The fateful incursion came on the night of the 9th of June. It was on the initiative of SS-Standartenführer Horst Böhme, who telephoned Hitler in Berlin on the day of Heydrich’s funeral to present the evidence against the village and recommend retaliation. Böhme’s report relayed the reply which ran:
Subject: Lidice village, Kladno region. On 9th June at 19.45 SS-Gruppenführer Karl Frank telephoned from Berlin and instructed me verbally that, on the day, in accordance with the Fuhrer’s command, the village of Lidice was to be treated in the following manner:
All adult male inhabitants are to be shot.
All females are to be sent to a concentration camp.
The children are to be collected together. If capable of Germanisation they are to be delivered to SS families in the Reich and the rest are to undergo other forms of education.
The place is to be burnt and flattened. The Fire Brigade’s help is requested.
And so, on the 9th of June 1942, at 7.45 pm, precisely after the monstrous funeral of Reinhard Heydrich, and as the security machinery in the Protectorate still searched in vain for Heydrich’s assassins, destruction, doom, and death came to Lidice from the direction of Kladno and the neighbouring town of Buštěhrad. Encircling the village, the Nazis then sealed it off. All were allowed in, but no one allowed out.
Word of mouth passed terrible rumours of imminent horror around the community. Soon enough they became reality. A woman tried to break the cordon. As she ran, an SS man shot her in the back. A 12-year-old boy bolted to escape. He too was shot dead as he fled.
With the cordon secure and all means of communication with the outer world cut off, the Gestapo acted. House to house, the Nazis banged on doors and drove people out from their homes. Dragging the residents out and making them present themselves in the village square, they stole their money, jewellery, valuables, and anything else of worth. Then, the women and children were taken and confined in the village school while the male inhabitants were shoved in the cellars, barns, and stables of the Horák farm. Again, the Gestapo searched every house, but still they found not even a scrap of incriminating evidence.
In Ivan Cigánek’s book “Lidice,” Anna Hroníková, survivor and eyewitness, provides a haunting account of the shocking events that happened that fateful night:
“After a day’s work, all tired, we were making ready for the night. Everything started just after 9 pm. Truckloads of soldiers were being rushed to the scene. We could hear the engines roar and the troops shout arrogantly. In a short while the village was alive with troops. After midnight, soldiers began collecting the people. Women and children were led into the village school. They herded men into the Horák farm. Women stood helplessly, bags in their hands, some consoling the crying and sleepy children. The question in all eyes read: What is going to happen to us? The fascists were quick in decision making. Early in the morning we were ordered to board the lorries and driven to the Kladno High School. It was hard to leave home like that. All windows remained open, with all the lights switched on despite the compulsory blackouts. All sorts of things were taken out from the houses: sewing machines, radios, bicycles, stoves, clothes, and food displayed in the windows… Our men stood herded together in the yard of the Horák farm. That’s how we saw them for the last time.”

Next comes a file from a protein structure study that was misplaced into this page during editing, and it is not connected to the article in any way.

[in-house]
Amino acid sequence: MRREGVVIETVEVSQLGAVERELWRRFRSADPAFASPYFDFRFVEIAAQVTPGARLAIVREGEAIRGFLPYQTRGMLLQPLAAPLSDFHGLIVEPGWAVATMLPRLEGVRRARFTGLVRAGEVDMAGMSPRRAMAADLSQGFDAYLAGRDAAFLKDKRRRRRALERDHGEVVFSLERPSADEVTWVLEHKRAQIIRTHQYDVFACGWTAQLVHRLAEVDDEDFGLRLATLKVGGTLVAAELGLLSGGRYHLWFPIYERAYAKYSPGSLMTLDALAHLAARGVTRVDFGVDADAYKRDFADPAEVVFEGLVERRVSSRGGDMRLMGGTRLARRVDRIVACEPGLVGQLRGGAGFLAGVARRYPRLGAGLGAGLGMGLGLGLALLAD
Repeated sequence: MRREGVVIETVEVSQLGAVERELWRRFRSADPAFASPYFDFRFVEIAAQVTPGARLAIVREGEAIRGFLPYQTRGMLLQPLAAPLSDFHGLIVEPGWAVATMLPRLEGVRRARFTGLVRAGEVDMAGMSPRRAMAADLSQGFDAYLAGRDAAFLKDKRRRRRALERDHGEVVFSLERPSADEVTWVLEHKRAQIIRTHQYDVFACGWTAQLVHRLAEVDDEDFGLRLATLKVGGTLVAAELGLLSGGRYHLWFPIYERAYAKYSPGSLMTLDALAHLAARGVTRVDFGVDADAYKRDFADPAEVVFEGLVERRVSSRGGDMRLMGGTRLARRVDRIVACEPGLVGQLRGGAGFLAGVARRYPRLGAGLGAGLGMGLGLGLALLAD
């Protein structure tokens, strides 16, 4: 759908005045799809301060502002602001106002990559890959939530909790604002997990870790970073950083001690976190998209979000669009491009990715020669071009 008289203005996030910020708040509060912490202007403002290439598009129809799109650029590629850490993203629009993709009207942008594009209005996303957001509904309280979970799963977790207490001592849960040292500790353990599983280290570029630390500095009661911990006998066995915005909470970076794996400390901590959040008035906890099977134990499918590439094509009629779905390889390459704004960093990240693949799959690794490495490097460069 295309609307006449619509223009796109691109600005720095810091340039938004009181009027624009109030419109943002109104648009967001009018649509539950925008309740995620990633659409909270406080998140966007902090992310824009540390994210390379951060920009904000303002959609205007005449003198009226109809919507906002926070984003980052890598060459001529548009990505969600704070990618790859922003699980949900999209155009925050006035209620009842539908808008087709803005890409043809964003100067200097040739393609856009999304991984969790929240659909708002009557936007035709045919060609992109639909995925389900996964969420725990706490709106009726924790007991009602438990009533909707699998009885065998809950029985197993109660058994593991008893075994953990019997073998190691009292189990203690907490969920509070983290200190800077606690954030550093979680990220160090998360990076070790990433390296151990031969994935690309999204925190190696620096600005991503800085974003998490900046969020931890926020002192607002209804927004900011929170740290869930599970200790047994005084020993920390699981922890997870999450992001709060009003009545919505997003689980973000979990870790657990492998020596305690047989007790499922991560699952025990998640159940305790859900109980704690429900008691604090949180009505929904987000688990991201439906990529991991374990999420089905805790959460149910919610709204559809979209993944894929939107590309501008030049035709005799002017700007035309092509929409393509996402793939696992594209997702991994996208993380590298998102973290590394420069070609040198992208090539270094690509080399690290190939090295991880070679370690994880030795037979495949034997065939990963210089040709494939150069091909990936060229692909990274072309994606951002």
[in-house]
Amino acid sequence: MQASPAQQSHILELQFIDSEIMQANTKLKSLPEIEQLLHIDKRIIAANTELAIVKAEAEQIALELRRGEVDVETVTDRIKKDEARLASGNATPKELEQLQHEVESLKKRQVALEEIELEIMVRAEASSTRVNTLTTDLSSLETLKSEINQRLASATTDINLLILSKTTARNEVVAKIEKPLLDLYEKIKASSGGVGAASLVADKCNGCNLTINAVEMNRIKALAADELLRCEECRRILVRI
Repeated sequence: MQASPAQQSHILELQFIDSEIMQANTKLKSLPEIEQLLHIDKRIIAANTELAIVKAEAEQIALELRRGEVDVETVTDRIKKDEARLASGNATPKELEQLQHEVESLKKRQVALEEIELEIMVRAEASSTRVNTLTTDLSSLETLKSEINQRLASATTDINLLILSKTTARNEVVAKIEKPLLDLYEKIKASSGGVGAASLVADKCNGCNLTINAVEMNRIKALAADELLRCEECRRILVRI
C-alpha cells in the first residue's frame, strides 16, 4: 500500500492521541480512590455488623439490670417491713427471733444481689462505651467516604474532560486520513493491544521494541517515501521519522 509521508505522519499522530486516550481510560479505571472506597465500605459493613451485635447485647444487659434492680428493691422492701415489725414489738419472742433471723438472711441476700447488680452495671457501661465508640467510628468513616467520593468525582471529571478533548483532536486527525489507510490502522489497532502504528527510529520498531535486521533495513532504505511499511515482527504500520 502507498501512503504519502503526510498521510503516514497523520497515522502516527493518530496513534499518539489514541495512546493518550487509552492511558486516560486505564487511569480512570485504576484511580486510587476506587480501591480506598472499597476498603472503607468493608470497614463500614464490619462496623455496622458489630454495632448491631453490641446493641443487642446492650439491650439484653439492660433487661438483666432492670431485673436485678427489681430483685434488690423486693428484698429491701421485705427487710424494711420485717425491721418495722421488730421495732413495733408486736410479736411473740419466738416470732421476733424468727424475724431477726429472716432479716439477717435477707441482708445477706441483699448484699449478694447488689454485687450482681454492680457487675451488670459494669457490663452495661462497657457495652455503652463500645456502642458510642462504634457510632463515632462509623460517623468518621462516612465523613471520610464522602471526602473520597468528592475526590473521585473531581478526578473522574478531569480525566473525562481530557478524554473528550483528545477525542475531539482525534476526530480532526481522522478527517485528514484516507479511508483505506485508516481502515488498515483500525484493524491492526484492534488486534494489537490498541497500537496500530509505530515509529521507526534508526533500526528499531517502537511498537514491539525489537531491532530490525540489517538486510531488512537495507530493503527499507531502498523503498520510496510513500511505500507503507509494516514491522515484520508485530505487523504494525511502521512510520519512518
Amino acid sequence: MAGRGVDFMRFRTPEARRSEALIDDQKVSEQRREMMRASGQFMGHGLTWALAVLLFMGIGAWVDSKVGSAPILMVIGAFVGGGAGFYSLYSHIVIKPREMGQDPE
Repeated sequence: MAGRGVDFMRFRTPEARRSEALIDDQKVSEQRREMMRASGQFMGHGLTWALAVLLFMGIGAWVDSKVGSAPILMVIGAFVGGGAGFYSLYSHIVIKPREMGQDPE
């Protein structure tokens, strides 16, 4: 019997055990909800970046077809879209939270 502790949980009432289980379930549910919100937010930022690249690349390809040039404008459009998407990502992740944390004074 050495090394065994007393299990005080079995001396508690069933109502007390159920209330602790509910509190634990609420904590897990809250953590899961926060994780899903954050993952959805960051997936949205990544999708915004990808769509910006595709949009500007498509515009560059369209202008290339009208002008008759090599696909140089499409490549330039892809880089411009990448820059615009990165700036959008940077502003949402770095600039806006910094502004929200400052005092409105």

Although each man suspected he was going to die, at the Horák farm a surreal atmosphere of spiritual calm descended. Amongst the men moved their patriarchal figure, the 73-year-old Priest Sternbeck. All night he prayed for their souls as they knelt beside him. We can only hope that his work helped others find solace during those last hours.
Morning came – the morning of Wednesday, June the 10th 1942 – the last day in the life of Lidice. A firing squad, 30 strong, of Ordnungspolizei (Order Police) reported from Prague at 03.30 hours. Shortly after it was daybreak, and the wickedness of the order became clear. SS Hauptsturmführer Weismann first addressed them:
“It is the will of the Führer which you are about to execute,”
They were ordered not to disclose the fate of any human being at Lidice and not to mention that they had ever heard of the village. In tens the men of the village were led out from the Horák farm to the garden behind the barn. Here, their executioners waited for them.
Careful preliminary arrangements, such as the stacking of large piles of straw and mattresses against the barn wall to prevent bullets rebounding or ricocheting had been completed. Like the victims, many of the killers were young men themselves.
The men of Lidice were not questioned and offered no blindfold. When standing trial after the war, Harald Wiesmann, the Head of the Kladno Gestapo Office had this to say on the behaviour of the Lidice men:
“The men of Lidice were relaxed, bold and upright. No scenes of personal weakness occurred. I don’t know if they had chalk marks on their coats where their hearts were. Nobody read the sentence. They were shot without learning why.”
And then the terrible scene unfolded. The shooting went on intermittently until 4 pm. It was a warm, serene June afternoon, completely incongruous to the events taking place. At one point, Karl Frank arrived in full uniform, just to see how smoothly his orders were being actioned. According to the evidence given at his trial four years later, he expressed the desire that…
“Corn should grow where Lidice stood.”